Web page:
In 2016, China became the world’s largest electric vehicle market accounting for over 40 percent of the electric vehicles sold worldwide. China passed the United States which had the highest electric vehicle sales in 2015. In 2016, China had over 1 million electric vehicles, which was an 87 percent increase over the previous year. They added 336,000 new electric car registrations; this included battery only and hybrid models. Electric vehicles range in price from $6,000 to $200,000 (for the most expensive Tesla model).[i] Like several European countries, China is planning to ban the sale of gasoline and diesel vehicles in favor of electric vehicles at an unannounced date.
China’s success in promoting electric vehicles is due to lucrative subsidies—thousands of dollars worth of subsidies—provided to buyers of these vehicles. For example, in Shanghai, a license plate costs about $15,000 if one is lucky enough to win the right to it in the lottery. However, if you choose to buy a plug-in hybrid, Shanghai will provide the license plate without cost.
China has decided to switch from subsidizing buyers to enforcing a quota system on manufacturers. Under the proposed quotas, most local and foreign automakers must earn points equivalent to 10 percent of vehicles they produce in China and import into the country in 2019 and 12 percent in 2020. By 2025, 20 percent of new car sales must be New Energy Vehicles.[ii] The plan applies to carmakers that produce or import 30,000 cars or more annually.[iii] Automakers that fail to meet the target will have to purchase credits from competitors that have a surplus.[iv]
The government has also subsidized charging stations for electric vehicles. As of December 2016, China had 300,000 charging stations. The country has ordered state-owned Chinese power companies to speed up installation of charging stations.
Electric cars make sense in China because of its dense and crowded cities that often mean shorter driving distances. China has an extensive high-speed rail system that reduces the need for long-distance road trips. In 2016, China had the largest electric car stock in the world with about a third of the global total. China is also the global leader in the electrification of other transport modes with over 200 million electric two-wheelers, 3 to 4 million low-speed electric vehicles and over 300 thousand electric buses.[v]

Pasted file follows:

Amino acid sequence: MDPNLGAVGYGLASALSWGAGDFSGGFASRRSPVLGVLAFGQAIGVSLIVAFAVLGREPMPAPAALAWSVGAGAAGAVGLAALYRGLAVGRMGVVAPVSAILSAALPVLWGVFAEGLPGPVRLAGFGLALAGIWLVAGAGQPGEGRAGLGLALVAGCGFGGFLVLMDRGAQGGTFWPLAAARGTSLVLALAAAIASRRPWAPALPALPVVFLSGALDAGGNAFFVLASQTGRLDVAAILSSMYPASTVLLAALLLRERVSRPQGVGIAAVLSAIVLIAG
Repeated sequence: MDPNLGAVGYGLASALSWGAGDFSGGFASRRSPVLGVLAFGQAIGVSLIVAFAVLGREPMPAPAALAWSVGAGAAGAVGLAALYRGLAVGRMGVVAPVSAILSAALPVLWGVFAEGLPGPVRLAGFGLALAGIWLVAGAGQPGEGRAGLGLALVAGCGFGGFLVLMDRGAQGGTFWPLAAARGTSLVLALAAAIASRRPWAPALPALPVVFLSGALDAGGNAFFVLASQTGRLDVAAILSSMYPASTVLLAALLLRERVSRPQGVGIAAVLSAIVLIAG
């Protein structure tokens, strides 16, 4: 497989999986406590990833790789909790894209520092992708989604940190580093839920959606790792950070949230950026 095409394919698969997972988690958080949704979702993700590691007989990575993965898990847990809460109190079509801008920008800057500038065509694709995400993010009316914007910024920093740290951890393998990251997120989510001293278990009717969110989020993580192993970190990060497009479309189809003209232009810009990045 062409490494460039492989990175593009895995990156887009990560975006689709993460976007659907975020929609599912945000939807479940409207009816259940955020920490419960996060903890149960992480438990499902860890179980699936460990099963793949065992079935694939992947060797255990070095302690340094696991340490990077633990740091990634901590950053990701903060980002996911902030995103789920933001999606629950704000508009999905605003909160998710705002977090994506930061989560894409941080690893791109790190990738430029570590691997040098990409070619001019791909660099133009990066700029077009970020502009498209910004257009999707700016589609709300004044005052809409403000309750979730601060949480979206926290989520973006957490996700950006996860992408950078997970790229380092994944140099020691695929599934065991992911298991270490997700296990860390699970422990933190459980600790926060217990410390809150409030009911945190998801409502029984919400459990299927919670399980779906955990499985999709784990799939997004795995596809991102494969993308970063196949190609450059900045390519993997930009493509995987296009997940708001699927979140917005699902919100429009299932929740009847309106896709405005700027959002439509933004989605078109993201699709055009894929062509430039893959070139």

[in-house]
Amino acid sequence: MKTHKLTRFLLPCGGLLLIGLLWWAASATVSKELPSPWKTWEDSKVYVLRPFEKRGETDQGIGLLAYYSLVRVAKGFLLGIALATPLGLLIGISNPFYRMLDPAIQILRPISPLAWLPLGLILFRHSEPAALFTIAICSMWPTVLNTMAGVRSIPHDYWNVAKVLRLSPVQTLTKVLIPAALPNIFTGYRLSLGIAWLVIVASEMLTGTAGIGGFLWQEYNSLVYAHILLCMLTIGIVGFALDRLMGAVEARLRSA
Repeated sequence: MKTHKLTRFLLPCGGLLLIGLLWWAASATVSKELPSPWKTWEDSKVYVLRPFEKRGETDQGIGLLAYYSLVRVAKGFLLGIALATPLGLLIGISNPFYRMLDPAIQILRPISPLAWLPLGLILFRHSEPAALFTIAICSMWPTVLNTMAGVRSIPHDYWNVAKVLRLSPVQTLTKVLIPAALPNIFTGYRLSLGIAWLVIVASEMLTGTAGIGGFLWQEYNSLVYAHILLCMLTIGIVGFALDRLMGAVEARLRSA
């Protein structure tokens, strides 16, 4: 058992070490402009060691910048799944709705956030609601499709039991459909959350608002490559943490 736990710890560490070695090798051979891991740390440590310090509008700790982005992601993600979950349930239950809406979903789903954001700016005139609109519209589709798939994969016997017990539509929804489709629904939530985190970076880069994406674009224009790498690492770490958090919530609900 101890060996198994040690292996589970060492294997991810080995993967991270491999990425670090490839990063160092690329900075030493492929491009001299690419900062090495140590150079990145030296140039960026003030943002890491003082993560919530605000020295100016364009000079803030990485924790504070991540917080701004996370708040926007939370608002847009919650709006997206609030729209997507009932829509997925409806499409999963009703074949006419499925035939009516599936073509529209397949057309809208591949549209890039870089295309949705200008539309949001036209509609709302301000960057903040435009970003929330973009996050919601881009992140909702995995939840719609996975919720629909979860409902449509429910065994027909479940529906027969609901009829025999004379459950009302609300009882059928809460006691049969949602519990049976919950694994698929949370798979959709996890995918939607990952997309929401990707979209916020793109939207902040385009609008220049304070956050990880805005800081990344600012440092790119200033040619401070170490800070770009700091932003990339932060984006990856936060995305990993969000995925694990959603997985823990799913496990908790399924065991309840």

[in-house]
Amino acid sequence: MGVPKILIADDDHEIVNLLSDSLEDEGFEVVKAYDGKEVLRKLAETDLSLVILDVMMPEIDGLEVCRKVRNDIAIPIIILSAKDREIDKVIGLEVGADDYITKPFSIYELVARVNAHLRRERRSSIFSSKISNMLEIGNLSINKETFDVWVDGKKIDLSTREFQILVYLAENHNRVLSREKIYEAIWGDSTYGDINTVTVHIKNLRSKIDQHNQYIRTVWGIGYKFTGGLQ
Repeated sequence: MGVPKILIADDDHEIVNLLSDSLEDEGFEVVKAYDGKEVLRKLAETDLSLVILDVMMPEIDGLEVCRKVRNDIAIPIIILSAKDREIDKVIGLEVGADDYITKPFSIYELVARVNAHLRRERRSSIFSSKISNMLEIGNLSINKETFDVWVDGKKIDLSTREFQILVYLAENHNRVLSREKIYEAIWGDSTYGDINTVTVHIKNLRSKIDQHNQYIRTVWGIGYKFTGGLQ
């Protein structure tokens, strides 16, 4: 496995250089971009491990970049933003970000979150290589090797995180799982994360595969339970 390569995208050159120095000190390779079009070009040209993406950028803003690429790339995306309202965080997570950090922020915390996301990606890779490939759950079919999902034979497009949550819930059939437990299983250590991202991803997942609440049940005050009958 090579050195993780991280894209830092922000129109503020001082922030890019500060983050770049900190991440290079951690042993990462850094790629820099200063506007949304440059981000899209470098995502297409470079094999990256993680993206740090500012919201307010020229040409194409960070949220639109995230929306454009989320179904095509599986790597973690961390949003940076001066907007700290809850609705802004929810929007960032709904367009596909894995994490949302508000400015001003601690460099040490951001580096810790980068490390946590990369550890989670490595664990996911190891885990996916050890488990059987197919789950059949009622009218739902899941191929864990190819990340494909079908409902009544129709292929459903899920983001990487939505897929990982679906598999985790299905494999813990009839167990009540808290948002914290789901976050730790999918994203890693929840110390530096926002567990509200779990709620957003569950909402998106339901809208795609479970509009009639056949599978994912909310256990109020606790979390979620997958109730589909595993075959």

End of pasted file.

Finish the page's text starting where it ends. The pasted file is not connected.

Battery Recycling and Disposal
But despite all the pros for electric vehicles in China, the country has a big problem with battery disposal. Electric car batteries are toxic if not disposed of properly and China does not have an official policy regarding their disposal. The problem will begin to escalate next year, and by 2020 China is expected to have almost 250,000 metric tons (276,000 tons) of batteries that need disposal—nearly 20 times those in 2016.[vi] (See graph below.)
The average lifespan of a lithium-iron phosphate battery, which is the primary type used in China’s electric vehicles, is around five years. Most batteries installed on electric vehicles during the 2012 to 2014 period will be retired around 2018.
Unusable electric vehicle batteries in China
Batteries can be recycled, but recycling them is not easy due to the sophisticated chemical procedures involved. If not handled properly, the heavy metal contained in the battery can lead to contamination of the soil and water.
In China, car manufacturers are responsible for recycling their batteries, but many of them expect battery suppliers to handle the recycling. China’s battery recycling industry is relatively small and scattered, and recycling operating costs are high. Even in the European Union, only 5 percent of lithium-ion batteries, another common type of battery power used in electric vehicles, are recycled.
China is now the largest market for electric vehicles and it is growing due to lucrative subsidies and a future quota system. Its dense and crowded cities are conducive to the use of electric vehicles. However, China will soon be confronted with another environmental problem in the disposal and recycling of batteries.
[i] Parallels, China Moves To Increase Number Of Electric Vehicles On Its Roads, April 25, 2017, http://www.npr.org/sections/parallels/2017/04/25/525412342/china-moves-to-increase-number-of-electric-vehicles-on-its-roads
[ii] Seeking Alpha, China To Ban All Petrol And Diesel Cars? Seriously?, September 12, 2017, https://seekingalpha.com/article/4106266-china-ban-petrol-diesel-cars-seriously?auth_param=1cqlaa:1crgicp:88f670313bfce71bb4d0f3f9532dae50&dr=1
[iii] Wall Street Journal, China Sends a Jolt Through Auto Industry With Plans for Electric Future, September 28, 2017, https://www.wsj.com/articles/china-sets-new-deadline-for-electric-car-production-1506608295?mg=prod/accounts-wsj&mg=prod/accounts-wsj
[iv] Independent, China to ban petrol and diesel cars, state media reports, September 10, 2017, http://www.independent.co.uk/news/world/asia/china-petrol-diesel-car-ban-gasoline-production-sales-electric-cabinet-official-state-media-a7938726.html
[v] International Energy Agency, Global EV Outlook 2017, https://www.iea.org/publications/freepublications/publication/GlobalEVOutlook2017.pdf
[vi] Quartz, China’s booming electric vehicle market is about to run into a mountain of battery waste, September 28, 2017, https://qz.com/1088195/chinas-booming-electric-vehicle-market-is-about-to-run-into-a-mountain-of-battery-waste/